From: Samuel Hand
Sent: Sunday, November 23, 2014 1:39 PM
To: Jay Masingill
Subject: GIT part 2 update

Mr. Masingill,

I hope this email finds you well. Here is another brief recap and update of part of what the Ramsey Family has made possible in my life thus far:

For Part 1 of my GIT (Spring 2013), I was able to learn much from wonderful experiences in France, Austria, Slovakia, the UK, and Spain thanks to the financial support provided by the Ramsey Award and the Austrian extension of the Ramsey Family (the ~2 week trek around Austria and Slovakia was incredible and spent partly with John and Susanne!). The time spent visiting London, gawking at Gaudi’s art in Barcelona, sensing pain and injustice at Mauthausen Concentration Camp, kicking around with John Harris and Susanne Binder in Austria and Slovakia, and tramping across France has proved foundational in my life. I would not have had such life-changing experiences had I not received the award–it opened many doors to a diverse array of European experiences.

For Part 2 of the GIT (summer 2014), it doubled as a honeymoon!!! Here was our itinerary:

June 9th-20th (all in Ireland): Dublin, Carlow, Kenmare, Balleyvaughn, Beaulieu/Drogheda….June 20th-30th (all in Greece): Athens, Nafplio/Mycenae/Epidavros, Monemvasia, Corinth.

This is an adapted excerpt from my previous email I sent out previewing part 2 of the GIT: Ireland has a long history of struggle for human rights and liberties. It has rich pre-historic and ancient history (with large portal tombs that are centuries older than the pyramids at Giza, for example) and, through the rich culture of its historic monasteries, it was the protector of western civilization while Europe was struggling through the Dark Ages. Ireland’s artistic resurgence throughout the Belle Epoque produced some of the most talented writers to master the English language, and its Enlightenment-age philosophers still speak to us. Some famous Irish authors include: James Joyce, Jonathan Swift, Bram Stoker, Oscar Wilde, Samuel Beckett and George Barnard Shaw. Western Civilization owes much to Ireland, and it undoubtedly owes much to Greece as well.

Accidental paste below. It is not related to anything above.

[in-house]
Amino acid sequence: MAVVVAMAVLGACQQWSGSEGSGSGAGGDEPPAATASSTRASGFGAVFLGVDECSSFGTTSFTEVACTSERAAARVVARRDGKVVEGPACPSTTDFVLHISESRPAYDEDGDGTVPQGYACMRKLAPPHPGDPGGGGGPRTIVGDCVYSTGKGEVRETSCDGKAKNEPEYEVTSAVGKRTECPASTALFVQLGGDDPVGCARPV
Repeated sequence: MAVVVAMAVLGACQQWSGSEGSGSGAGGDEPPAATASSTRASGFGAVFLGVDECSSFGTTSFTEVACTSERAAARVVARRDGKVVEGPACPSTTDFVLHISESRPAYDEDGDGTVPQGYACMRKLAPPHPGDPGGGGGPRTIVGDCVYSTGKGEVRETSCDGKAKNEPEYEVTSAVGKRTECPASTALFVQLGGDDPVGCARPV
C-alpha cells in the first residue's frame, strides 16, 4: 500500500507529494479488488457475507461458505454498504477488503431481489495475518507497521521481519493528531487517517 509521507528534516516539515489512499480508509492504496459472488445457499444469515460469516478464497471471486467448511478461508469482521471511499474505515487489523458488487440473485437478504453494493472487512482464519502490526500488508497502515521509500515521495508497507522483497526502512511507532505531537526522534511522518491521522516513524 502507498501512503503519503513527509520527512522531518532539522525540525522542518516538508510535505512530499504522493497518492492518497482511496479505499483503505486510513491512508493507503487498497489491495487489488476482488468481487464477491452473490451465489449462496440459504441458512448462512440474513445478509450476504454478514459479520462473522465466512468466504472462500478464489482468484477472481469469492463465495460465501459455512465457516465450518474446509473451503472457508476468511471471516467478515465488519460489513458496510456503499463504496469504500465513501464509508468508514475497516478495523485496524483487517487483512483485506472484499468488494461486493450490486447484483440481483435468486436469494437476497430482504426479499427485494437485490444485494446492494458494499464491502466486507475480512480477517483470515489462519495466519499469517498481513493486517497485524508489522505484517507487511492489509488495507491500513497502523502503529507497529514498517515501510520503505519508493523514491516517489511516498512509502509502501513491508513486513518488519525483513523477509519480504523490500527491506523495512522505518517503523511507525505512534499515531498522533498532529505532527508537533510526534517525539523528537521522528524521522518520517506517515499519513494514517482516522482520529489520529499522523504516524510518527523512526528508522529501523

I chose Greece for similar reasons. What better way to celebrate Professor Ramsey’s Great Ideas of Western Civilization course than to explore the nation that gave us democracy and representative government? In addition, Greece’s ancient history extends further back in time than some people may know. A civilization distant to the Ancient Greeks flourished almost two millennia before them west of Athens (around about 2000 B.C.)–the Mycenaean Civilization. The ruins of Ancient Mycenae were absolutely incredible! The Ancient Greeks gave Western Civilization a love of arts and the humanities as well that carries over into modern times. For example, the pieces of Greek playwrights were rediscovered at the beginning of the Renaissance in Italy and in France–the same classic works so foundational in Western thought were rehashed centuries later to fuel the Enlightenment that changed Europe and the western world forever.

In modern times, both of these nations have seen their shares of troubles and hardship. Ireland and Greece both enjoyed booming economies prior to the worldwide economic downtown that has particularly plagued Europe. However, there is a resilience found in the people of both of these nations that makes me feel that Ireland and Greece will both adapt to whatever the globalized economy will throw at them.

All things considered, I greatly enjoyed part 2 of the GIT in Ireland and Greece. I feel that I have a better understanding of some of the great ideas of western civilization now that I have explored the cultures that embraced them and protected them throughout the years. Below is just one major highlight from each country we visited for part 2 of the Great Ideas Tour:

Ireland: being the only Americans at a small concert where the world’s best Uilleann Pipes (Ireland’s traditional pipe instrument) player jammed for ~4 hours with an Irish family of musicians and dancers. The lovely Irish couple we shared a table and a Guinness with sneakily convinced the pipes player to give us a honeymoon shout out towards the end of the concert!

Greece: sharing a patio with local Corinthians watching Greece snag an improbable win in the World Cup on a penalty kick. Watching village life trickle along was refreshing to our souls. The owner of the taverna where we watched the game warmly welcomed us and offered us generous lagniappes since we were honeymooners!

Thank you again and thanks to the Ramsey Family for providing me with incredible opportunities that have shaped how I live my life every day.

With gratitude,

Samuel Hand